Manage episode 289521323 series 1248803
Home buyers are making all sorts of sacrifices in today’s market. Without enough homes to meet demand, some buyers are eliminating contingencies and offering way more than the listing price. That may be a simple transaction if you’re paying cash, but for those getting a loan, a “gap” between the sky-high amount offered to clinch the deal and the appraised value of the home could be a deal breaker.
A lot of buyers are resorting to extreme measures to win the home they so desperately want to buy. They may offer $50,000, $100,000 over asking and waive ALL contingencies, meaning that if they back out, they lose their deposit.
And then when it comes time to get the house appraised, buyers are finding out that the lender will only cover, let’s say, 80% of the appraised value. That means the buyer’s down payment must include the other 20% PLUS any amount the buyer offered to win that home. That’s left some buyers scrambling to make up the difference for what’s being called “the appraisal gap.”
HousingWire heard from a few loan officers who say that some people are caught off-guard, and are borrowing from relatives or tapping into retirement and stock-trading accounts to make up for that gap. Those distributions can also trigger tax events, making the purchase that much more expensive.
But the problem isn’t just that buyers are bidding the prices too high. Some real estate experts feel that many appraisers have not caught up to a market that’s been accelerating rapidly. They rely on historical data which doesn’t reflect what’s happening today. One Southern California processor told HousingWire that “almost all of the appraisals lately… have been low, by a lot.”
HousingWire reports that: “While some appraisers understand the increasing market and try to justify soaring prices, others are not comfortable with the new reality and provide valuations more in line with previous sales.”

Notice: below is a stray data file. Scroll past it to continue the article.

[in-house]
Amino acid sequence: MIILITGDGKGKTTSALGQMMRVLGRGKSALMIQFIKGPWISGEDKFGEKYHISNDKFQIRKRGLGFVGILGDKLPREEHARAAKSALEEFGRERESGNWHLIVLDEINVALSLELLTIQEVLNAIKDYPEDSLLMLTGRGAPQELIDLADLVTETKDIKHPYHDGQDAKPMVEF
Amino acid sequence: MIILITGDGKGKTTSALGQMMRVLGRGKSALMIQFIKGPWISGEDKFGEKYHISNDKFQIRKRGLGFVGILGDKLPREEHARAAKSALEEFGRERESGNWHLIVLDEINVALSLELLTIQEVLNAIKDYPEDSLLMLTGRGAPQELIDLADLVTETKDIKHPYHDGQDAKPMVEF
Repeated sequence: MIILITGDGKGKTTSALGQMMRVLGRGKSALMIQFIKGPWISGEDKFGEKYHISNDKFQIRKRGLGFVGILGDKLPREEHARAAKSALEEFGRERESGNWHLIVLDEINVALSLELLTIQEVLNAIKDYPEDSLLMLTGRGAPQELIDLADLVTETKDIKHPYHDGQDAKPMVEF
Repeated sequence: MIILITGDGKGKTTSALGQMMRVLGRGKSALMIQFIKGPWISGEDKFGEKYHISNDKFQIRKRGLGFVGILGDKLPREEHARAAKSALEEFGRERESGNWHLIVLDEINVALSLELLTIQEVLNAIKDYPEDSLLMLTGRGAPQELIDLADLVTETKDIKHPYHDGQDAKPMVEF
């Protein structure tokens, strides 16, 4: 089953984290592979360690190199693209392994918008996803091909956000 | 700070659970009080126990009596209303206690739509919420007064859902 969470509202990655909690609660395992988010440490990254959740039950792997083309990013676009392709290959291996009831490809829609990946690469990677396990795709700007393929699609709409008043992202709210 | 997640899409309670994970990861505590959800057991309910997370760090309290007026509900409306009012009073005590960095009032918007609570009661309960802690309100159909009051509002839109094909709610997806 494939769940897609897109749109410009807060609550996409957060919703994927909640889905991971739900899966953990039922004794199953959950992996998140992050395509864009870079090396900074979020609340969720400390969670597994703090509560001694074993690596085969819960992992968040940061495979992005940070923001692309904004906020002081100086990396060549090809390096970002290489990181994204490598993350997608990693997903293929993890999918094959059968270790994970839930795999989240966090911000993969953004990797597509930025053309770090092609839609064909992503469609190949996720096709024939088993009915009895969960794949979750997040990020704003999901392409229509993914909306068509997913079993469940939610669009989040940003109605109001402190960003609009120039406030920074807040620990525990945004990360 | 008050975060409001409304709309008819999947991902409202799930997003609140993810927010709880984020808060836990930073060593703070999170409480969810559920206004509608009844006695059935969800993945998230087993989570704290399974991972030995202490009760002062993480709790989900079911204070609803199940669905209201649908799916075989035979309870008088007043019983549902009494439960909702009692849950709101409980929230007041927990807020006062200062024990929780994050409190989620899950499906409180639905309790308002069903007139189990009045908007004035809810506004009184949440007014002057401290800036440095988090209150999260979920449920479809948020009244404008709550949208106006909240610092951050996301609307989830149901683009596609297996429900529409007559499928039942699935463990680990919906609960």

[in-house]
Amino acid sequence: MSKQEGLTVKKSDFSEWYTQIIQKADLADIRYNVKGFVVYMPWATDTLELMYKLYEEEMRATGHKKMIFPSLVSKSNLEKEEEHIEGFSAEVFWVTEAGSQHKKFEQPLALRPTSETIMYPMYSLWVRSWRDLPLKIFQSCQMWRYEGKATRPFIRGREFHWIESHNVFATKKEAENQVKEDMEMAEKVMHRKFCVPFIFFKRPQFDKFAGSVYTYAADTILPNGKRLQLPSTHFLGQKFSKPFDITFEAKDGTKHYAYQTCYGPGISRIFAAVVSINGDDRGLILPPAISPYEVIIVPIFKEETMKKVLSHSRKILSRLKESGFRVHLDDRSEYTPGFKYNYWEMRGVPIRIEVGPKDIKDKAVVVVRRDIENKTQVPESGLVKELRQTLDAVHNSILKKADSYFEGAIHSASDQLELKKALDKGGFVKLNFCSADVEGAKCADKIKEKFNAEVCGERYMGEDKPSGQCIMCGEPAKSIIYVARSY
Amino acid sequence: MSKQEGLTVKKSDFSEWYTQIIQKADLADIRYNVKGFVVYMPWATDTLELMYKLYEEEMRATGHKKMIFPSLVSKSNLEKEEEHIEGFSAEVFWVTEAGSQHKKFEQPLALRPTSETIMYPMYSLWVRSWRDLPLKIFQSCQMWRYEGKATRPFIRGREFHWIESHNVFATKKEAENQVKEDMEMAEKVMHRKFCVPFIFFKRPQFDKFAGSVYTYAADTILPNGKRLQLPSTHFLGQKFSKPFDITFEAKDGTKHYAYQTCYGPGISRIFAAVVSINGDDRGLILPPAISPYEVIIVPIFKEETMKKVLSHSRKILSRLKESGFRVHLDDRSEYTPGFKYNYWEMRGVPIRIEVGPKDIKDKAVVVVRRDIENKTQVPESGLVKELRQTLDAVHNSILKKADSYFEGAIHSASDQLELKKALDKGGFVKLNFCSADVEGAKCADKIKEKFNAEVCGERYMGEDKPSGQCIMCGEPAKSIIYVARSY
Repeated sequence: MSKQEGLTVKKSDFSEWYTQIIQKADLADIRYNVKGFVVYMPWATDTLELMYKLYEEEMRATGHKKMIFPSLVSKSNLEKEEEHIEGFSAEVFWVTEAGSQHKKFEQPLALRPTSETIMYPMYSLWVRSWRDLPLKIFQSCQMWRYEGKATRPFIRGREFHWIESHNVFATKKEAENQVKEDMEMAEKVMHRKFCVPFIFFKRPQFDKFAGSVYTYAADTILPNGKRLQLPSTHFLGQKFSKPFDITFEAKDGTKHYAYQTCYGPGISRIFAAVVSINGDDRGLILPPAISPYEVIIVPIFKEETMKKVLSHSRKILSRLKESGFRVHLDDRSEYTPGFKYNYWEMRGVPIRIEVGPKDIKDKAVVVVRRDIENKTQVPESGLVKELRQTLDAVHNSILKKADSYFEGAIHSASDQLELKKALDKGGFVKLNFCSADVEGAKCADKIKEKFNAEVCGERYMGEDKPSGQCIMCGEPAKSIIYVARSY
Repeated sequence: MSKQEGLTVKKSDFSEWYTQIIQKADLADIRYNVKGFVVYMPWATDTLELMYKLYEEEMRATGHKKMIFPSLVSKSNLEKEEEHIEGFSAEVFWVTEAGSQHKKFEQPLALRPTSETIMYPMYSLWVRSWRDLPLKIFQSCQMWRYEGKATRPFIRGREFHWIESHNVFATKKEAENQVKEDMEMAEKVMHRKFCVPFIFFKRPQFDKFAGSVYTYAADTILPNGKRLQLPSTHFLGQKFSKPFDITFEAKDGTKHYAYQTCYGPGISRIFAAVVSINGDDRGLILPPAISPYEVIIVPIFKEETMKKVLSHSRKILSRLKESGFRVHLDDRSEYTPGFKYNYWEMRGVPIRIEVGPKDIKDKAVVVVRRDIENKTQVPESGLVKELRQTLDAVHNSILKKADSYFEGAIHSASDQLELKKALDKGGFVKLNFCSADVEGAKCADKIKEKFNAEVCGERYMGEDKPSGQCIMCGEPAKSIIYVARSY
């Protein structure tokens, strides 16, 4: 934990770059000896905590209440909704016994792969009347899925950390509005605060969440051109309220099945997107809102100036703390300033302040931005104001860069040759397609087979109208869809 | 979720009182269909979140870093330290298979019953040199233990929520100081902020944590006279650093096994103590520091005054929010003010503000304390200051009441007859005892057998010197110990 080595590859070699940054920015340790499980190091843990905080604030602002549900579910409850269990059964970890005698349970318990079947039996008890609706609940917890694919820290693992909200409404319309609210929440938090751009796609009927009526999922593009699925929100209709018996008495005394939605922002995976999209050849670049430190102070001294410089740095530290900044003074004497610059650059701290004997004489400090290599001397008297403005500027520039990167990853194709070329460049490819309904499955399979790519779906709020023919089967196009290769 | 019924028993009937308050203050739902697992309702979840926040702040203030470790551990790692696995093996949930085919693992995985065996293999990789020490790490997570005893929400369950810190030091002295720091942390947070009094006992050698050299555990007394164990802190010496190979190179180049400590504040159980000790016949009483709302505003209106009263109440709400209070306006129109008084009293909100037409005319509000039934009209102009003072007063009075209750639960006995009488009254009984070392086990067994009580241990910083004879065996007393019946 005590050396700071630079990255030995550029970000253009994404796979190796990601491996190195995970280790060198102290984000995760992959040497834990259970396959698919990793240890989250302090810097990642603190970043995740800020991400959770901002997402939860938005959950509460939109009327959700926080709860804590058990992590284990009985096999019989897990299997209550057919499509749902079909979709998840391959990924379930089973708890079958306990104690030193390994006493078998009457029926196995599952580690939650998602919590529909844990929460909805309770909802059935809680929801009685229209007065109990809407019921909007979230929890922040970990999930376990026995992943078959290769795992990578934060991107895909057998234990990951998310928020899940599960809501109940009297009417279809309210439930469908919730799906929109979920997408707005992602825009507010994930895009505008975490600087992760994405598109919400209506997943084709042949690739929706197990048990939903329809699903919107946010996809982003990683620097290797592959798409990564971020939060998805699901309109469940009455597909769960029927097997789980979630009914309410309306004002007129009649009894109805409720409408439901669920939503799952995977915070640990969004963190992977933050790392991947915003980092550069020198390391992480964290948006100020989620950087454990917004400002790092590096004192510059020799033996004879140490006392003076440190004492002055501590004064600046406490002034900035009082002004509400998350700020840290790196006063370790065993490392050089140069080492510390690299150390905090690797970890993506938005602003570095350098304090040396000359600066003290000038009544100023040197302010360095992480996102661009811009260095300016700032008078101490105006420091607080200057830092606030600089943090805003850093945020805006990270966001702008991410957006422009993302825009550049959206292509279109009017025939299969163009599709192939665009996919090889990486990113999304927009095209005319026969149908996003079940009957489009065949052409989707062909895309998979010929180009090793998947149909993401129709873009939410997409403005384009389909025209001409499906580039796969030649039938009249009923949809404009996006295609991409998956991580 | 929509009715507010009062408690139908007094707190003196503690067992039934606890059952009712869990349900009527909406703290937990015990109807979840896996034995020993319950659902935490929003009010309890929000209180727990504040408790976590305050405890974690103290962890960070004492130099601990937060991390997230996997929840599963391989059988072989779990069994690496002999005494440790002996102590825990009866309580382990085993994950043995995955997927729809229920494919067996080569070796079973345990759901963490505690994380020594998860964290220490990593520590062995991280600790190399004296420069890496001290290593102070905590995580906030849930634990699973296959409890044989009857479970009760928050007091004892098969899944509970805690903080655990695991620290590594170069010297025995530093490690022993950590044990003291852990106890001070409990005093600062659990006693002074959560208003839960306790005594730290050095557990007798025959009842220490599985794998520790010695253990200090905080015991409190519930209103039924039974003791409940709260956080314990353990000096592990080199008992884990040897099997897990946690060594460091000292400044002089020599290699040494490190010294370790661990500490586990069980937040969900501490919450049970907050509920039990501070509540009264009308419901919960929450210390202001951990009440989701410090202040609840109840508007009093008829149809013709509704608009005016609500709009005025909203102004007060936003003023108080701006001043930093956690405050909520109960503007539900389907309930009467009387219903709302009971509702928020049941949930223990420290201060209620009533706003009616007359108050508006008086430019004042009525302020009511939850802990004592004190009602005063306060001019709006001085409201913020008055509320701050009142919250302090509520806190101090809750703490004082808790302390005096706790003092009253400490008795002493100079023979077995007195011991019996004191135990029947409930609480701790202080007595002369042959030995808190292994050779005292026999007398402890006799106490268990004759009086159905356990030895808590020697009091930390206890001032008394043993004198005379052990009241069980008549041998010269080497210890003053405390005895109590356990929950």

The situation can lead to a costly mistake for buyers who have written a non-contingent offer. With no clause that allows them to back out of the deal, they must come up with the additional cash. If they can’t, the deal will likely collapse and they’ll lose their deposit. But it may also be possible to challenge the appraisal.
A buyer or buyer’s agent might be able to offer comps that justify a higher amount, or maybe hire another appraiser for a second opinion. Finding another lender could also get you another appraisal but you’d have to make sure the new lender doesn’t use the same appraiser.
Doing more to prepare for the appraisal gap could also help. Maybe getting those comps ahead of time, and making sure there’s a little extra cash in the bank for a bigger deposit. If not, lower the dollar amount being offered, and maybe avoid an offer that doesn’t give you an out.
Real estate agents can also help by educating their clients about the pitfalls of a non-contingency offer that’s substantially over the asking price.
For real estate investors who’d like to learn more about appraisals for investment properties, you’ll find a few videos on our website at NewsForInvestors.com. We’ll also have a link on the podcast player page for this episode to those videos.